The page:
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HAW Implementation Strategy published

Published: 15 Dec 2016 14:00

Strategy to manage Higher Activity Waste in Scotland.

The Scottish Government have published a strategy governing the long-term management of higher activity radioactive waste in Scotland.

The Higher Activity Waste (HAW) Implementation Strategy fulfils a commitment made in Scotland’s Higher Activity Radioactive Waste Policy, in 2011.

The strategy does not deviate from previous Scottish Government policy. It also does not set out to identify new sites, with long-term management of higher activity radioactive waste continuing to take place in near-surface facilities. A process for developing a full siting strategy is expected to begin after 2030, with construction expected to begin on disposal facilities post-2070.

Publication follows an extensive public consultation and work with the Nuclear Decommissioning Authority (NDA), site stakeholder groups and the Scottish Councils Committee on Radioactive Substances (SCCORS). The strategy will help improve work already underway to manage radioactive waste in Scotland.

Key features of the strategy include an illustrative long-term timeline and a new research statement. The research statement commits the Scottish Government and delivery partners to review international concepts and emerging technologies, whilst making best use of the radioactive waste knowledge sharing R&D networks.  As part of this work, we will seek advice from our Chief Scientific Adviser and the Committee on Radioactive Waste Management.

The strategy also commits the Scottish Government to working closely with business development partners and Skills Development Scotland to help review and enhance Scotland’s decommissioning capabilities.

Environment Secretary, Roseanna Cunningham, said:

“This takes forward a commitment we made to develop a strategy to manage the radioactive waste legacy that we inherited from previous generations in a responsible and sustainable way.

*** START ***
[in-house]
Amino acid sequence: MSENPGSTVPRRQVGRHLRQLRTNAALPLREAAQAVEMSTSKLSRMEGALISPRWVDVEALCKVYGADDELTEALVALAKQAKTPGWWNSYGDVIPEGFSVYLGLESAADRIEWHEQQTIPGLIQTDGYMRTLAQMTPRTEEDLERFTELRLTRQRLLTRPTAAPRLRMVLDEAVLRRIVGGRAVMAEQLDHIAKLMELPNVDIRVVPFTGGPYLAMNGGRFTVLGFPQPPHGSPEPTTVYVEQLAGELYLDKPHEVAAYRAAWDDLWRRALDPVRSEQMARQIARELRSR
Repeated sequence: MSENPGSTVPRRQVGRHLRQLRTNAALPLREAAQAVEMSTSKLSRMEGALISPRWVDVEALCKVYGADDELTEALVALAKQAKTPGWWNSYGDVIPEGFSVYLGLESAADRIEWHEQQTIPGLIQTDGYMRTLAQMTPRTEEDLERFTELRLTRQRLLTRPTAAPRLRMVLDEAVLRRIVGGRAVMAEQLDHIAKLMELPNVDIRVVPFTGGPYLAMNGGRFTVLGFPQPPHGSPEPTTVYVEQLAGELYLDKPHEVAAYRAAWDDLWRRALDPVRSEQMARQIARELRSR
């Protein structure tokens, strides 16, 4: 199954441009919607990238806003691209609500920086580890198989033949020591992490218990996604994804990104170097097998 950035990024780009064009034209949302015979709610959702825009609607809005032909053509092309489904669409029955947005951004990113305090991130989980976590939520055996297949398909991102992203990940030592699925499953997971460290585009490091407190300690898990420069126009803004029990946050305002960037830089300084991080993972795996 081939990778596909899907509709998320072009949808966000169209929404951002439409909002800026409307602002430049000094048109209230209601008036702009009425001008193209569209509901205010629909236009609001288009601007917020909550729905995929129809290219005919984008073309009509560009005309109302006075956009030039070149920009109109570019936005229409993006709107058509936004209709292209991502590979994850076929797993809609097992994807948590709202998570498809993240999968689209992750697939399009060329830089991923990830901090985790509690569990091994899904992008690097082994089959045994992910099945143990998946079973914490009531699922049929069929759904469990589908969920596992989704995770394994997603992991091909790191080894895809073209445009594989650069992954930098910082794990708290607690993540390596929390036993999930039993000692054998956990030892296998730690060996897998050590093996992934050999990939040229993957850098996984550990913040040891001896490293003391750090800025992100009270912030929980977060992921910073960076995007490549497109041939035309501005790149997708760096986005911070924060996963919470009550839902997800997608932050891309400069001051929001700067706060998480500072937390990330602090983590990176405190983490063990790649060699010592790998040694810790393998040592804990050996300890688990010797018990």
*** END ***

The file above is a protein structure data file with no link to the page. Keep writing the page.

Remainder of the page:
“This strategy, which comes after a public consultation, enhances and reinforces the work already underway to manage radioactive waste in Scotland. It sets out priority areas of work required for managing radioactive waste in sites such as Dounreay, which is regarded among the most complex decommissioning sites in Europe, to reduce the economic and environmental burdens for future generations.

“There are also opportunities to transfer skills and experience from existing energy sectors, such as oil and gas and renewables, to oversee Scotland’s decommissioning process. We will work closely with our development agencies, Skills Development Scotland, Scottish Enterprise, Highlands and Islands Enterprise and Scottish Development International, along with the NDA, to make sure we’re developing the necessary skills to exploit the economic opportunities presented by the domestic decommissioning market.”

Notes to editors:

 http://www.gov.scot/Publications/2016/12/9017

The Policy and Strategy include higher activity radioactive waste arising in Scotland from:

  • The operation or decommissioning of the 5 civil nuclear industry sites in Scotland;
  • The operation or decommissioning of that part of Rosyth Dockyard which is currently operated as a civil nuclear site (excluding submarine dismantling);
  • Non-nuclear industry sectors, including health, education and oil and gas.

The Policy and Strategy do not include:

  • Radioactive waste arising at defence establishments not subject to the Radioactive Substances Act 1993.   This includes waste arising at Faslane, Coulport and Vulcan.
  • Higher activity radioactive waste arising from the decommissioning and dismantling of redundant nuclear submarines including those berthed at the former Defence Establishment at Rosyth. The waste from the submarines will stored pending disposal in a future deep Geological Disposal Facility (GDF).
  • Radioactive substances and material which are not currently classified as radioactive waste, such as spent fuel, plutonium, uranium or other such radioactive fuels and materials. These materials are considered a reserved issue and managed by the UK Government. They will be transported to Sellafield for storage pending disposal in a future GDF.